Session SS06. Golden Ages around the North Sea. Urban planning, Architecture and the Rise and Fall of Urban Systems 1100-1800
Coordinators: Jaap Evert Abrahamse (email@example.com), Heidi Deneweth (firstname.lastname@example.org)
From the material culture of the early Middle Ages onwards, it is clear that settlements on all sides of the North Sea were connected. Intensive maritime trade connected the economies of the coastal areas of the Low Countries, Britain, Germany and Scandinavia. Until the sixteenth century, the largest towns and main economic centres, such as Bruges, Ghent and Antwerp, were located in Flanders. From the late sixteenth century a clear and rapid shift took place towards the emerging Dutch Republic, where Rotterdam and especially Amsterdam were on the rise. At the end of the seventeenth century, the centre of gravity moved to England, where London became the centre of a great colonial empire. All of these cities were part of larger urban systems, formed by port cities and industrial centres.
We have extensive literature about urbanization, town planning and architecture on the coasts of the North Sea. Most of our knowledge however has a strong local focus, although townscapes and both public and private buildings show striking similarities between Flemish, Dutch, and English towns, for example Bruges, Middelburg, Veere, Norwich, Boston and King’s Lynn. This session intends to bring together and confront these histories to formulate new research questions about knowledge transfer in the field of town planning, architecture and construction.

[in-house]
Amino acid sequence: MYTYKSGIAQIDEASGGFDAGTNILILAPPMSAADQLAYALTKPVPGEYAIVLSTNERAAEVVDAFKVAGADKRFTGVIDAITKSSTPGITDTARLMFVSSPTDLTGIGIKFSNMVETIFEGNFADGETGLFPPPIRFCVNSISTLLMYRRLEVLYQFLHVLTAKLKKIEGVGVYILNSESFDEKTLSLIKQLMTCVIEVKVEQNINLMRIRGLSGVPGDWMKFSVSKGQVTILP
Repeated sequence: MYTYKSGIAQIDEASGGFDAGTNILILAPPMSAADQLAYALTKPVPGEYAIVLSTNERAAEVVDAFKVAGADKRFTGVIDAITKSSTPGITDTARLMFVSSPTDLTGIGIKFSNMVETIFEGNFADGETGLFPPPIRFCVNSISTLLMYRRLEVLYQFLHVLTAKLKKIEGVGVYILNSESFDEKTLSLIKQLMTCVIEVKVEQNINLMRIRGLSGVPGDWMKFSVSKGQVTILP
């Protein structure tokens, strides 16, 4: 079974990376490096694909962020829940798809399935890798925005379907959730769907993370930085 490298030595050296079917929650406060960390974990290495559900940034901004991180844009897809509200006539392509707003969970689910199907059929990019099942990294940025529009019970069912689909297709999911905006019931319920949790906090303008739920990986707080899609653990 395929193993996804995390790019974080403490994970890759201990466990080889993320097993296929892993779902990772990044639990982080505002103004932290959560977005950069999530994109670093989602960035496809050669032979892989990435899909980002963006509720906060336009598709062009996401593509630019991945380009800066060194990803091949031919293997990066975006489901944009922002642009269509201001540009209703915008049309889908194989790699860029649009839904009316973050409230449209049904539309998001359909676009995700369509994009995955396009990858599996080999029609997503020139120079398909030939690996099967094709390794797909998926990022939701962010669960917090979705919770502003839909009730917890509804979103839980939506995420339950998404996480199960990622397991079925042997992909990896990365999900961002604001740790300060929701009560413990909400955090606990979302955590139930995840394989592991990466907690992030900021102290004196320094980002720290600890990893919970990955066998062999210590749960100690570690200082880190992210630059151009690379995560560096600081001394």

The leading question would be how the North Sea functioned not so much as the divide between regions, but as the main connection, the infrastructure providing the possibilities for an intensive exchange of people, goods and knowledge. Both the cultural exchange itself, in the fields of planning history and architecture and the underlying supra-regional networks of trade and patronage that determine the urban pattern and the layout and appearance of towns, are important subjects in this session.
Keywords: North Sea; urban systems; port cities; cultural exchange; architecture; urbanism; town planning